IMIS | Flanders Marine Institute

Flanders Marine Institute

Platform for marine research


Publications | Institutes | Persons | Datasets | Projects | Maps
[ report an error in this record ]basket (0): add | show Printer-friendly version

Relations between active bacteria and heterotrophic potential in the sea
Hoppe, H.-G. (1978). Relations between active bacteria and heterotrophic potential in the sea. Neth. J. Sea Res. 12(1): 78-98
In: Netherlands Journal of Sea Research. Netherlands Institute for Sea Research (NIOZ): Groningen; Den Burg. ISSN 0077-7579, more
Peer reviewed article  

Available in  Author 


Author  Top 
  • Hoppe, H.-G.

    Measurements of heterotrophic substrate uptake and turnover rates of water-soluble substances suggest that these parameters are closely related to the degree of eutrophication of a water body. Respiration ratios (i.e. the respired fraction of the gross uptake) of organic substances by heterotrophic bacteria seem to be very similar under different conditions. The efficiency of incorporation is considerably higher than in other organisms (e.g. 44% for aspartic acid, 72% for glucose). Organic substrates excreted by phytoplanktonic algae are a food source for the heterotrophs. Autoradiographic experiments demonstrate that mainly heterotropbic bacteria are responsible for the substrate uptake from the water, though common and dominant algal species in brackish water also show slight substrate uptake even at nearly natural substrate concentrations (30 µg C l-1). Free living bacteria, not forming colonies on routine agar media but actively metabolizing organic substrates, are predominant inhabitants of offshore marine regions. Average annual numbers of active bacteria in the western Baltic vary from 945000 ml-1 in polluted inshore to 450000 ml-1 in unpolluted offshore waters. In summer up to 56% of the total bacterial flora is metabolically active, whereas in winter sometimes only about 10% shows detectable substrate uptake in autoradiographic experiments. Colony forming bacteria range from 0.01% to 12.5% of the actively metabolizing bacterial population. The predominant active bacterial flora is well-adapted to the seasonal changes of water temperature and the uptake velocity of tritiated substrates is correlated with the number of active cells.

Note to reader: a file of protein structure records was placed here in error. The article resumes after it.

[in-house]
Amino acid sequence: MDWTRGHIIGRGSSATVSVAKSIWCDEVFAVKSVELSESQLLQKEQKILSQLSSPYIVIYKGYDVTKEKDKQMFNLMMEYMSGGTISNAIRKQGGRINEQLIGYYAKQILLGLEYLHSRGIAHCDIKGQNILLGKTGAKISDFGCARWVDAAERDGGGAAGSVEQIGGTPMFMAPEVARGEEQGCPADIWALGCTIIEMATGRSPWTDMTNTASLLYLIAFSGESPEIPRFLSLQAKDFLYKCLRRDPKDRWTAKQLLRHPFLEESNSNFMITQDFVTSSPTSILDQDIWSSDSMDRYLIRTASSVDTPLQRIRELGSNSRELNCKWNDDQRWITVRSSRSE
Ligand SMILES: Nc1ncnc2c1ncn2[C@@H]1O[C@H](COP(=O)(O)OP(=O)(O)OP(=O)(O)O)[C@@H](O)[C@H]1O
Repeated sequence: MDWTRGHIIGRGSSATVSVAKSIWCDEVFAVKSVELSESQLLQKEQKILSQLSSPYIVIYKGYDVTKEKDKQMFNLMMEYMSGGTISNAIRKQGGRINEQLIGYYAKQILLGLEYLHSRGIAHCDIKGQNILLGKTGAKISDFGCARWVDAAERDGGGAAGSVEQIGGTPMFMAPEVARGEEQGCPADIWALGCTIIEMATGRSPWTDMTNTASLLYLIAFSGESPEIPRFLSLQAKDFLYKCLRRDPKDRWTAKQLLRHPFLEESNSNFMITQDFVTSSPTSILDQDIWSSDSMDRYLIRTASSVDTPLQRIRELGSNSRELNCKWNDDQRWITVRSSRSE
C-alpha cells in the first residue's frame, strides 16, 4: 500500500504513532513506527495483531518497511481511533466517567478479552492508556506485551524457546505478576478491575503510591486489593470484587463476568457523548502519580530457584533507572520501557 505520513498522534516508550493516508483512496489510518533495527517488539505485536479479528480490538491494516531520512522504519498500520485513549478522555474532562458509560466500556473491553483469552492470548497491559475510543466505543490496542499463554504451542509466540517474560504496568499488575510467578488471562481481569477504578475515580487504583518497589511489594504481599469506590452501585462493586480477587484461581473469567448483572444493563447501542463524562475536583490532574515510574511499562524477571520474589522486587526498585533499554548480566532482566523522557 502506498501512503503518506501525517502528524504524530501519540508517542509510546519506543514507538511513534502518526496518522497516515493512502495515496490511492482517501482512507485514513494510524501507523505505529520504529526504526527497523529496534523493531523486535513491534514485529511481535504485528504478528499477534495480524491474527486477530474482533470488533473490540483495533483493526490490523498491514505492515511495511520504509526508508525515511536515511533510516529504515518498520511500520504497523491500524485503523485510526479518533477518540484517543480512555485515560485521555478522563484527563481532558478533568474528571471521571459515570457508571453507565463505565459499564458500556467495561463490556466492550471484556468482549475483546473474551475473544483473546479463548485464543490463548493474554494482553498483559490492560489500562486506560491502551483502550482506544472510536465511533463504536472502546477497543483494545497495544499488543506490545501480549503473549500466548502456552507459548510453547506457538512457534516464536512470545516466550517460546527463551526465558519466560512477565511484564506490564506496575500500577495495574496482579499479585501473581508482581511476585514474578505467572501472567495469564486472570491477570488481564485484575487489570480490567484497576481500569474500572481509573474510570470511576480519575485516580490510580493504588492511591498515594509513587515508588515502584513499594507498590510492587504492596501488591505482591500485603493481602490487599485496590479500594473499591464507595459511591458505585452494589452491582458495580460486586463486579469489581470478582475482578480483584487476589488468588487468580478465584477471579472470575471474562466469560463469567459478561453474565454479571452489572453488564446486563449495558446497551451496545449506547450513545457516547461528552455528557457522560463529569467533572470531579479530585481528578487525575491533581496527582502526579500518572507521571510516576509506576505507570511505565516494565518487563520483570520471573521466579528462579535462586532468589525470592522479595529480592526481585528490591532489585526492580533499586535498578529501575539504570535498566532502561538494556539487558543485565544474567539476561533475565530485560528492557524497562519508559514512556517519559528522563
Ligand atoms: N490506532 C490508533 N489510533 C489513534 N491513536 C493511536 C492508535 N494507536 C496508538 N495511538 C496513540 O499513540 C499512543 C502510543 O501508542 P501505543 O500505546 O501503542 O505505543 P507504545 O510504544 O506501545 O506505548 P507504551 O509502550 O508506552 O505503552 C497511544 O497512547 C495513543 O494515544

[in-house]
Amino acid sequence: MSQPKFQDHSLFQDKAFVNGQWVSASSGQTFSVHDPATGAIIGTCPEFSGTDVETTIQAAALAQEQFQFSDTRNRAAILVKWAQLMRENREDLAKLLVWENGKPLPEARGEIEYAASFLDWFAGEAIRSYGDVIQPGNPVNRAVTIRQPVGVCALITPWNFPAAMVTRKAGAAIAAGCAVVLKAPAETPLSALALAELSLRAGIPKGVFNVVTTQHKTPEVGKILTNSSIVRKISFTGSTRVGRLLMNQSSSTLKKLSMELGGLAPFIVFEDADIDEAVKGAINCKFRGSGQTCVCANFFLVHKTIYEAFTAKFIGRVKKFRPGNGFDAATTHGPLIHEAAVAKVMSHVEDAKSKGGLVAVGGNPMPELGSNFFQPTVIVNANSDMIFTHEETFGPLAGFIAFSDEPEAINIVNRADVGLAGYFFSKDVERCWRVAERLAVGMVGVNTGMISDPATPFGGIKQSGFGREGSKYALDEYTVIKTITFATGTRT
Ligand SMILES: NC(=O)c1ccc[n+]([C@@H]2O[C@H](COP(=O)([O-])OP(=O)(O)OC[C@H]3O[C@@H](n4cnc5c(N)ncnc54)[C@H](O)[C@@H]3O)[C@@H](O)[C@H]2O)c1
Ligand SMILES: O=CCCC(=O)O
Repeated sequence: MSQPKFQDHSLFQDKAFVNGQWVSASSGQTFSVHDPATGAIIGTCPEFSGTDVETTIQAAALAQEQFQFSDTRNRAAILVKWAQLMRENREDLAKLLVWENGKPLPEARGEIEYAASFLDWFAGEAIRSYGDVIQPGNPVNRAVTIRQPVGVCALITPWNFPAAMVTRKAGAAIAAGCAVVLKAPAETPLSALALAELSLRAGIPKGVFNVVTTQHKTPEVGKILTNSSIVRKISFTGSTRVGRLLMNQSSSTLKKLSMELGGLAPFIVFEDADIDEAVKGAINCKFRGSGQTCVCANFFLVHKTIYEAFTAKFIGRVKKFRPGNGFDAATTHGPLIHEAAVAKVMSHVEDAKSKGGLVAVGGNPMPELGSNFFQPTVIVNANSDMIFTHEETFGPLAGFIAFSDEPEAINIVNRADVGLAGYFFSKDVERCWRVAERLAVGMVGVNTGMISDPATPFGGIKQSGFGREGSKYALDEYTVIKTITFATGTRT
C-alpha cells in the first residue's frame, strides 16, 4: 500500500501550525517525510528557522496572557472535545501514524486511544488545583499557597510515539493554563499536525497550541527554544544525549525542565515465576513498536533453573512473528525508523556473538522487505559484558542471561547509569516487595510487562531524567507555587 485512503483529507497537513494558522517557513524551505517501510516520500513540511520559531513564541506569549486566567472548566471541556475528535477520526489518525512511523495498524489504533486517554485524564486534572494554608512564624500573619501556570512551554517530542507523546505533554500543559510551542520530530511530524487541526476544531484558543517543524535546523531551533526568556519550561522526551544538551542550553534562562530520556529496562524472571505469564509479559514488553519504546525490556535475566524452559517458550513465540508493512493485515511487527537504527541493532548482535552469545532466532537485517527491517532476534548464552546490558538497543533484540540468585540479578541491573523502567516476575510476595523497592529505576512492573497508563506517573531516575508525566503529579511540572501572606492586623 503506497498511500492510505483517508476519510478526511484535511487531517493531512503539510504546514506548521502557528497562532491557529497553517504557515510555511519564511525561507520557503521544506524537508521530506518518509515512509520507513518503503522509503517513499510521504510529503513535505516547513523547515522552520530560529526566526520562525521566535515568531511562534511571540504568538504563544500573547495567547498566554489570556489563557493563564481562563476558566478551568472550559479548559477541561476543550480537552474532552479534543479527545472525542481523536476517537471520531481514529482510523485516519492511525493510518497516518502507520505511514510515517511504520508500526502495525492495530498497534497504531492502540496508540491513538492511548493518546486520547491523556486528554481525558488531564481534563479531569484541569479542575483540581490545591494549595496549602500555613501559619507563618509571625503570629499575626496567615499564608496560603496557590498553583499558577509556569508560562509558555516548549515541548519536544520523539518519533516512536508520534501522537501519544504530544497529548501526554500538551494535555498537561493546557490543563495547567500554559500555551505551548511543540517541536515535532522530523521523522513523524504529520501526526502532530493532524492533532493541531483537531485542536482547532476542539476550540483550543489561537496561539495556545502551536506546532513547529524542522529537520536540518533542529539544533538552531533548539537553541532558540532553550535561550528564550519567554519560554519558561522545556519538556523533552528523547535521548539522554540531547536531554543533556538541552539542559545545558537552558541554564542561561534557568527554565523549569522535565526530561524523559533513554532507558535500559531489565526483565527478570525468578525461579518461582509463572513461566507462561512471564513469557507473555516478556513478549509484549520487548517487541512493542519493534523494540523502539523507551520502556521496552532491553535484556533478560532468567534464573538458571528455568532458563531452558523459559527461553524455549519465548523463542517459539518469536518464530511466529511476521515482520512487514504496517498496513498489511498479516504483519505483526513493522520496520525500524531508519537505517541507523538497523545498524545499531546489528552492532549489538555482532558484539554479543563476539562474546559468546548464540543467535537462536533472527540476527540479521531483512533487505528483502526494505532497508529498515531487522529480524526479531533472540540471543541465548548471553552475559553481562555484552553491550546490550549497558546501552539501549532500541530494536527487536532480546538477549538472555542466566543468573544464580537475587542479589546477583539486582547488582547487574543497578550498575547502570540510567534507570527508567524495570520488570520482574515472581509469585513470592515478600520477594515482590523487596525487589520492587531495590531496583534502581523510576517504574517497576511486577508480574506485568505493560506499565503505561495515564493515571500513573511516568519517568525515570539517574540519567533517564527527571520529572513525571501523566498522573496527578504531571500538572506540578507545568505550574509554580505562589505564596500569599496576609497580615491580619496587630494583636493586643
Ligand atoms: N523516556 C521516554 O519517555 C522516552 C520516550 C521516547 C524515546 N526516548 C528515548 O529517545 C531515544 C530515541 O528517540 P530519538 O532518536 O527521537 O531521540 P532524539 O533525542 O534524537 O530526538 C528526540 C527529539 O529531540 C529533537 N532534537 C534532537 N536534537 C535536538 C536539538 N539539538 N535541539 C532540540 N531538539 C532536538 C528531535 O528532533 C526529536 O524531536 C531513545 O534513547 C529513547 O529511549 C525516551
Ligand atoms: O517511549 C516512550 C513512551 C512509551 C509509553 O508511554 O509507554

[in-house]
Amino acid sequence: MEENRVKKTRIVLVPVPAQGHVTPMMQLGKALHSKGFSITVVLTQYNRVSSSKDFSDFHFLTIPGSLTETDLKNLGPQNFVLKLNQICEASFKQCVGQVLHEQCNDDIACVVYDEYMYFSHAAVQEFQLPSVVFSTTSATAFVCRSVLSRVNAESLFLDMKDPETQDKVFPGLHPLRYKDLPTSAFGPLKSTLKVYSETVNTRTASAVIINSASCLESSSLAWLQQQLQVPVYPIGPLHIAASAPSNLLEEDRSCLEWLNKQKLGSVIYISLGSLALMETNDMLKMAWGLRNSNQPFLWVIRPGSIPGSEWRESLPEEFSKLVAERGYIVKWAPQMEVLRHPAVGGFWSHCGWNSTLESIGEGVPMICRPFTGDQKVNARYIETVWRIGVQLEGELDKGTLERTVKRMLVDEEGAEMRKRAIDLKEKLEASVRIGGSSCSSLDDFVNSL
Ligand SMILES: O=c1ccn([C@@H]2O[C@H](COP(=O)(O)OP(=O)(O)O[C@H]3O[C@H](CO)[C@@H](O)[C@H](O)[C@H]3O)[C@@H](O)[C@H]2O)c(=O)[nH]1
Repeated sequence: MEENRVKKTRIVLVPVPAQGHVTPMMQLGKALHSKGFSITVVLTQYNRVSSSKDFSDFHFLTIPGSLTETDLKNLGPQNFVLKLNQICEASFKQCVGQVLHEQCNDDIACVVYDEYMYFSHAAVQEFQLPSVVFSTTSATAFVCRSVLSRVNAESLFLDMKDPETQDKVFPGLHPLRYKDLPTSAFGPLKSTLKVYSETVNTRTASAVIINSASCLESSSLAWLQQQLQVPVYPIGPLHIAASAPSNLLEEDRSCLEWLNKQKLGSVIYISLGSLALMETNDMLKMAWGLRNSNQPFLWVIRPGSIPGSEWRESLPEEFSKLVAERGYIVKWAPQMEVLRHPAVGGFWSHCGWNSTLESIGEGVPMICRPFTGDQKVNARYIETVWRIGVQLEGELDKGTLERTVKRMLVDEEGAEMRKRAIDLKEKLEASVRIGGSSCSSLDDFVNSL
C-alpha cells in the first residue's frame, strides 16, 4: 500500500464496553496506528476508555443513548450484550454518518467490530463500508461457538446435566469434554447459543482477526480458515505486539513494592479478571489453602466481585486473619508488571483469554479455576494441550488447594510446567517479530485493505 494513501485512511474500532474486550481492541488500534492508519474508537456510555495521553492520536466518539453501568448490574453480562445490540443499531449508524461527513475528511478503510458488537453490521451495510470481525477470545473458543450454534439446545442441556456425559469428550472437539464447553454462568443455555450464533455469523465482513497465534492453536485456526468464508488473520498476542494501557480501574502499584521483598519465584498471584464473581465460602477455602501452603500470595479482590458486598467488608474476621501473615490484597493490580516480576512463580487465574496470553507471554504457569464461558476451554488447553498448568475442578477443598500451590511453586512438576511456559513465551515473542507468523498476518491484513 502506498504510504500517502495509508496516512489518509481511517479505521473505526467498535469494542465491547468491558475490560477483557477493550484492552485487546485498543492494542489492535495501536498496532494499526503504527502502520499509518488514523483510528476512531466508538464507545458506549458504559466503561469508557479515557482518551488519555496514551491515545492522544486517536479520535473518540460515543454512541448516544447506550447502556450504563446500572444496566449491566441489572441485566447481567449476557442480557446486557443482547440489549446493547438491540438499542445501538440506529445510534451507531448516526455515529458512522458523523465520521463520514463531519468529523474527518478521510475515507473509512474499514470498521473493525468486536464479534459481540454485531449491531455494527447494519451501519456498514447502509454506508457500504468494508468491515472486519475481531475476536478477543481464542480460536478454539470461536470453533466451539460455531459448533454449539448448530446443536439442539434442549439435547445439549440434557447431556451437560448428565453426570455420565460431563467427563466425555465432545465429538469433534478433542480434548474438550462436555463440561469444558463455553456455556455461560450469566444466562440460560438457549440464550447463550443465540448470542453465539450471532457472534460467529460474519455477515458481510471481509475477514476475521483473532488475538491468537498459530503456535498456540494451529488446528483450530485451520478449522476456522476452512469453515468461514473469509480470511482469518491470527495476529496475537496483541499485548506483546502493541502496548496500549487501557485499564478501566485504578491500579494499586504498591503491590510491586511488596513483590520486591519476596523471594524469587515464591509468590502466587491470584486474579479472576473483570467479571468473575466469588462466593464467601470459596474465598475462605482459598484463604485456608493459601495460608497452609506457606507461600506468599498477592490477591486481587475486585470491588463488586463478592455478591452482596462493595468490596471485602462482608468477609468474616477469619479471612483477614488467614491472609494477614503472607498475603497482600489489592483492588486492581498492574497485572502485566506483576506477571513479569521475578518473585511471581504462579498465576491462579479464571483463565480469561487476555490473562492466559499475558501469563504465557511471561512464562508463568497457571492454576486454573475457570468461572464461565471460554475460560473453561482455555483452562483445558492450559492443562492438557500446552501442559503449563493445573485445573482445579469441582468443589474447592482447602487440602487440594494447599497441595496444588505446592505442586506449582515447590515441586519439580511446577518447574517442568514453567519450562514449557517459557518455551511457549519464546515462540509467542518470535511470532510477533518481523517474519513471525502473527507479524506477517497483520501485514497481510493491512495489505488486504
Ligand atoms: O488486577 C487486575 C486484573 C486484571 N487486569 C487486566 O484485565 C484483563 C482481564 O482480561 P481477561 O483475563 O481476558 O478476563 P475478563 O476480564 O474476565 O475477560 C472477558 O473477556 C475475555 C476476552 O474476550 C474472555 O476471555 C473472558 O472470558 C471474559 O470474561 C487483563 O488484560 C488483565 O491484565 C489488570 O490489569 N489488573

All data in IMIS is subject to the VLIZ privacy policy Top | Author